Born in the small town of Beckwourth, Plumas County, California, Marble moved with her family at the age of five to San Francisco. A tomboy, she excelled in many sports, including baseball; but her brother persuaded her to try tennis. She quickly mastered the game, playing in Golden Gate Park, and by age 15 won several California junior tournaments.
At the U.S. Championships, Marble won the singles title in 1936 and from 1938 to 1940); the women's doubles title with Sarah Palfrey Cooke from 1937 to 1940); and the mixed doubles title with Gene Mako in 1936, Don Budge in 1938, Harry Hopman in 1939, and Bobby Riggs in 1940.
At Wimbledon, Marble won the singles title in 1939; the women's doubles title with Cooke in 1938 and 1939); and the mixed doubles title with Budge in 1937 and 1938 as well as the mixed doubles title with Riggs in 1939.
In Wightman Cup team competition, Marble lost only one singles and one doubles match in the years she competed (1933, 1937–39).
According to A. Wallis Myers and John Olliff of The Daily Telegraph and the Daily Mail, Marble was ranked in the world top ten from 1936 to 1939 (no rankings issued 1940–45), reaching a career high in those rankings of world No. 1 in 1939. Marble was included in the year-end top ten rankings issued by the United States Lawn Tennis Association in 1932–33 and 1936–40. She was the top-ranked U.S. player from 1936 to 1940.
Marble was the Associated Press Athlete of the Year in 1939 and 1940.
After capping a stellar amateur career in 1940, Marble turned professional and earned a great sum of money, travelling around playing exhibition tournaments.
For a brief time after retirement, she worked on the editorial advisory board of DC Comics and was credited as an Associate Editor on Wonder Woman. She created the "Wonder Women of History" feature for the comics, which told the stories of prominent women of history in comic form.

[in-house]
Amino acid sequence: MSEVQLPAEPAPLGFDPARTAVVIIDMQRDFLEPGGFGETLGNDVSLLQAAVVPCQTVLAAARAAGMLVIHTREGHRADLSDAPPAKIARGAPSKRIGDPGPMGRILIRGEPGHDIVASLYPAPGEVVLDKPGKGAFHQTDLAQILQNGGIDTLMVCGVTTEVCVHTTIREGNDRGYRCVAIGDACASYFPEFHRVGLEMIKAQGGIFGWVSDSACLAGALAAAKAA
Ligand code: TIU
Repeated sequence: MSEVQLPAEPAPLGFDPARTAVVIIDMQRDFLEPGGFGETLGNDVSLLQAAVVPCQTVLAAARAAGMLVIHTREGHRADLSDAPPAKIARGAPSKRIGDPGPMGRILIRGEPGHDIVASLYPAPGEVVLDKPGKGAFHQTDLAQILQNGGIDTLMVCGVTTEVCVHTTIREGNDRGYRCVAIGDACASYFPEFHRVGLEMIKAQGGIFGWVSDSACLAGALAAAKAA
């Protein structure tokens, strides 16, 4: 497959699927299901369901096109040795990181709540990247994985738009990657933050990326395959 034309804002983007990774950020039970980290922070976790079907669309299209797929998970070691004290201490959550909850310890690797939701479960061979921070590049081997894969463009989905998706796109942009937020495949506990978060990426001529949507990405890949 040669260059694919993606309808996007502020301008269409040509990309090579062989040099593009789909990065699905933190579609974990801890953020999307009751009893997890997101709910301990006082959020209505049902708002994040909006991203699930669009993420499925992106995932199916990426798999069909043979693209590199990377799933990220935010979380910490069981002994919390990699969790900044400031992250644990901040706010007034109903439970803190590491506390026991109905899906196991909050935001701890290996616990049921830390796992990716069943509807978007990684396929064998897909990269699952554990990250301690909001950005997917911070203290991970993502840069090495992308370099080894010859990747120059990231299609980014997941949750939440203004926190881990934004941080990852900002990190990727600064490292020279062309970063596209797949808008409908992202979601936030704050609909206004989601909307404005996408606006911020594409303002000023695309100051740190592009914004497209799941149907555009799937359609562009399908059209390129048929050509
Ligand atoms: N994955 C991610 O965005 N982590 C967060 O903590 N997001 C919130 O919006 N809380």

During World War II, Marble was married to Joe Crowley, a pilot, who was killed in action over Germany. Only days before his death, she miscarried their child following a car accident. After an attempt to kill herself, she recuperated and, in 1945, agreed to spy for U.S. intelligence. Her mission involved renewing contact with a former lover, a Swiss banker, and obtaining Nazi financial data. The operation ended when a Nazi agent shot her in the back, but she recovered. Few details of the operation ever emerged.
Marble greatly contributed to the desegregation of American tennis by writing an editorial in support of Althea Gibson for the July 1, 1950, issue of American Lawn Tennis Magazine. The article read, in part, "Miss Gibson is over a very cunningly wrought barrel, and I can only hope to loosen a few of its staves with one lone opinion. If tennis is a game for ladies and gentlemen, it's also time we acted a little more like gentle-people and less like sanctimonious hypocrites.... If Althea Gibson represents a challenge to the present crop of women players, it's only fair that they should meet that challenge on the courts." Marble said that, if Gibson were not given the opportunity to compete, "then there is an ineradicable mark against a game to which I have devoted most of my life, and I would be bitterly ashamed." Gibson, age 23, was given entry into the 1950 U.S. Championships, becoming the first African-American player, man or woman, to compete in a Grand Slam event.
In 1964, Marble was inducted into the International Tennis Hall of Fame. She then settled in Palm Desert, California, where she taught tennis until her death.
Weakened by pernicious anaemia, Marble died at a hospital in Palm Springs, California.
Alice Marble Tennis Courts, providing a panoramic view of the Pacific ocean and the Golden Gate bridge from the top of Russian Hill in San Francisco, is named in honor of her.
SR = the ratio of the number of Grand Slam singles tournaments won to the number played.